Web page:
We're a company who don't make announcements until we've done something and right from the start it became very clear to us that if you want to be an international spaceport you need to have some reality of the logistic challenges of moving rockets.

So that's why we've limited ourselves to the sort of the bottom end of what I would call the medium lift capability because the pure logistics of getting the rockets and payloads to us if you want to do bigger is just really hard and the sense and commercial viability that just gets a lot harder.

We have a very different model to what most people would expect so rather than asking our resident launches which is the term we use to come and invest a lot of money up front and build their facility.

We are building seven space launch complexes.

They are all exactly the same and I'll put a caveat on that that we can customize for some of the specific, you know, geometry and configuration of rockets.

But basically they're all the same and they have the same tenants of a large horizontal integration facility which is state of the art with clean rooms and everything that's required for final rocket assembly and preparation for launch.

We also have two launch pads in each slick one which will be fully developed and we've developed and designed a very.

I won't say it's particularly unique it's more akin to the way the Falcon 9 rocket is erected on the pad in that it has a swiveling base but we have a very unique interface system which allows us to accommodate any rocket.

And we've also designed our own rocket trolley to get the rocket to the site to make the interface easier, you know, because everybody's slightly different.

So that's our concept we're based right at the tip of the Northern Australia to get as close to the equator as we can.

And so it's a real trade off between some of the remote and logistic challenges that that creates.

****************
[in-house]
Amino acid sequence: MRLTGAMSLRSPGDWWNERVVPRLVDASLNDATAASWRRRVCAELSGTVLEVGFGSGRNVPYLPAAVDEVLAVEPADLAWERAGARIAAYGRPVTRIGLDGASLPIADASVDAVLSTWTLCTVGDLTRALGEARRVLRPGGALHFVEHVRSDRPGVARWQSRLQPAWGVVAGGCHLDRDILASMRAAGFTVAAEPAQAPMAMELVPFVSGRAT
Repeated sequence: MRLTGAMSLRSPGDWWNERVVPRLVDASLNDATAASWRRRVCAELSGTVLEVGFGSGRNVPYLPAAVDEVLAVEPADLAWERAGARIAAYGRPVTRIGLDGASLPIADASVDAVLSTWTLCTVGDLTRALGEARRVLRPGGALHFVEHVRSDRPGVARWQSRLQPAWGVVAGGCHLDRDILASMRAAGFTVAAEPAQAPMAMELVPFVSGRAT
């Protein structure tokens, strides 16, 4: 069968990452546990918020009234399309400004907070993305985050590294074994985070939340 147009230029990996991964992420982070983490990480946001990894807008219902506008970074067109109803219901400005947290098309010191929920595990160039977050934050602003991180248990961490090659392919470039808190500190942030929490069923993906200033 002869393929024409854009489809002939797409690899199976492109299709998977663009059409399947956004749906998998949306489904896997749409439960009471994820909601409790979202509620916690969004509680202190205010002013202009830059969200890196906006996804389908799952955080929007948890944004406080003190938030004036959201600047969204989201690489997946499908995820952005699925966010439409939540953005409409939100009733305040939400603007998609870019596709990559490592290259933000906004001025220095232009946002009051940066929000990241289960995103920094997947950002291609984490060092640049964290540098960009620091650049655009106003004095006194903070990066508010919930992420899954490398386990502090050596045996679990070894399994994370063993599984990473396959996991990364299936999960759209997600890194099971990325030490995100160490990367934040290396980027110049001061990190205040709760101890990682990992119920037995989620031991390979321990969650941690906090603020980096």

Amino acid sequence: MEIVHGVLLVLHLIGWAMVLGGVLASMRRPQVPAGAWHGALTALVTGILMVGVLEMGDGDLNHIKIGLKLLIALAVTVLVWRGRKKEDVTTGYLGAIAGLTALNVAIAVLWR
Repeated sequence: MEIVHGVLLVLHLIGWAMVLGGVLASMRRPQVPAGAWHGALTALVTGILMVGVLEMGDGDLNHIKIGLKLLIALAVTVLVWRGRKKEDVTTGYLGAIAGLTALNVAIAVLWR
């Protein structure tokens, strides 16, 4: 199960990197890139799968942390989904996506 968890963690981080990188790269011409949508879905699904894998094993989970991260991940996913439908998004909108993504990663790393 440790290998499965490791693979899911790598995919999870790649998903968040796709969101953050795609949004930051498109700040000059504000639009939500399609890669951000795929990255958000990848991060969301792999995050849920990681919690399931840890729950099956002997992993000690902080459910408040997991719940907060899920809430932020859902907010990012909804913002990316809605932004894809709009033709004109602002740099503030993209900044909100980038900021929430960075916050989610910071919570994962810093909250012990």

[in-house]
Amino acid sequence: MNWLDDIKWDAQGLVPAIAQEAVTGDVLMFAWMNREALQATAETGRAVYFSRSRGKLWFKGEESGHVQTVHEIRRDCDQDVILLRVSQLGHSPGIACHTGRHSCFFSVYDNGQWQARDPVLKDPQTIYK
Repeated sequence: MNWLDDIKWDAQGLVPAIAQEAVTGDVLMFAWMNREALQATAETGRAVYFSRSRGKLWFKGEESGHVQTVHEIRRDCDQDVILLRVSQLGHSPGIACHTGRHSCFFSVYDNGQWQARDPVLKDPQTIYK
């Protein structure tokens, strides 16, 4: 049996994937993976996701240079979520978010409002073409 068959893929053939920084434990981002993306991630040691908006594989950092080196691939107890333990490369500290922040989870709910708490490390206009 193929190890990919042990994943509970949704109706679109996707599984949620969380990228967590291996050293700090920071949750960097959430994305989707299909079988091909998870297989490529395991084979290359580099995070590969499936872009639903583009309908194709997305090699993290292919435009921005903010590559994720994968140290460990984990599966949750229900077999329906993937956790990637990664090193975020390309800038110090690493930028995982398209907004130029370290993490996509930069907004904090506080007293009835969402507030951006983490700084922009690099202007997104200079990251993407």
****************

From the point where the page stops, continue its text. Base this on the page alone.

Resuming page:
But the operational and technical benefits that we get out of it are quite significant.

We're right on the coast.

We're in an elevated site.

We're on rock.

So it's very stable.

We have the support of the government.

We can launch, you know, through about 230, 240 different degrees of inclination if we need to.

People often freak out at the concept of us, you know, launching over land.

But Australia is a very large landmass with very few people.

And we have, you know, one of the examples we use and we've done the full detailed risk hazard analysis of a rocket that may or may not be modeled or something that looks like RFA one from Germany.

And we launched that due south and it has 3,700 kilometres of overland flight.

And it doesn't fly over a person or a building.

And, you know, for a polar launch, that is like unheard of anywhere.

So but our real core point of difference, I suppose, is being 12 degrees south of the equator and availing ourselves of the effect of, you know, the rotation of the earth and what that Delta V does to payload and performance benefit for our customers.

So I did look on your website earlier and you've already got three launches, I believe, under your belt.